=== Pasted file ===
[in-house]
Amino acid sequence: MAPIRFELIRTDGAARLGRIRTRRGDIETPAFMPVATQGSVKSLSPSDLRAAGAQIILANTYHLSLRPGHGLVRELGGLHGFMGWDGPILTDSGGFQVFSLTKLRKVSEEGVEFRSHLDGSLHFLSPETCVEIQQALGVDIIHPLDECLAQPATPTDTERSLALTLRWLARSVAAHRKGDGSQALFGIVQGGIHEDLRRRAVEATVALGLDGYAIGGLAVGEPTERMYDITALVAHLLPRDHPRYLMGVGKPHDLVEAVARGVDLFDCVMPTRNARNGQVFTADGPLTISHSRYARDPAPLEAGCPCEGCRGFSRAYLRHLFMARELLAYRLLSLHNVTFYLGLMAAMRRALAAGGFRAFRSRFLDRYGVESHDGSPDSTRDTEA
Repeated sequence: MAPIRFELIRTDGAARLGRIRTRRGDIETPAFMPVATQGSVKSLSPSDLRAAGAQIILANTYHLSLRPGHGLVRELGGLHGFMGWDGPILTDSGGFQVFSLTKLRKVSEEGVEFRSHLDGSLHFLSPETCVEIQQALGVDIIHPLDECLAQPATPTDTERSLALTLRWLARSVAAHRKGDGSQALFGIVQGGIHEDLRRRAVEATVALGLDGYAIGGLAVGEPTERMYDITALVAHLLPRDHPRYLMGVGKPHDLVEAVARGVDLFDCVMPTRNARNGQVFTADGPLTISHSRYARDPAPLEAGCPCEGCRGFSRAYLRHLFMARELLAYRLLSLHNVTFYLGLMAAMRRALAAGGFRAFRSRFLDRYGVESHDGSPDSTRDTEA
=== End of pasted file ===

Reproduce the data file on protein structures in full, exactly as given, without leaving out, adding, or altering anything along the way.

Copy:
[in-house]
Amino acid sequence: MAPIRFELIRTDGAARLGRIRTRRGDIETPAFMPVATQGSVKSLSPSDLRAAGAQIILANTYHLSLRPGHGLVRELGGLHGFMGWDGPILTDSGGFQVFSLTKLRKVSEEGVEFRSHLDGSLHFLSPETCVEIQQALGVDIIHPLDECLAQPATPTDTERSLALTLRWLARSVAAHRKGDGSQALFGIVQGGIHEDLRRRAVEATVALGLDGYAIGGLAVGEPTERMYDITALVAHLLPRDHPRYLMGVGKPHDLVEAVARGVDLFDCVMPTRNARNGQVFTADGPLTISHSRYARDPAPLEAGCPCEGCRGFSRAYLRHLFMARELLAYRLLSLHNVTFYLGLMAAMRRALAAGGFRAFRSRFLDRYGVESHDGSPDSTRDTEA
Repeated sequence: MAPIRFELIRTDGAARLGRIRTRRGDIETPAFMPVATQGSVKSLSPSDLRAAGAQIILANTYHLSLRPGHGLVRELGGLHGFMGWDGPILTDSGGFQVFSLTKLRKVSEEGVEFRSHLDGSLHFLSPETCVEIQQALGVDIIHPLDECLAQPATPTDTERSLALTLRWLARSVAAHRKGDGSQALFGIVQGGIHEDLRRRAVEATVALGLDGYAIGGLAVGEPTERMYDITALVAHLLPRDHPRYLMGVGKPHDLVEAVARGVDLFDCVMPTRNARNGQVFTADGPLTISHSRYARDPAPLEAGCPCEGCRGFSRAYLRHLFMARELLAYRLLSLHNVTFYLGLMAAMRRALAAGGFRAFRSRFLDRYGVESHDGSPDSTRDTEA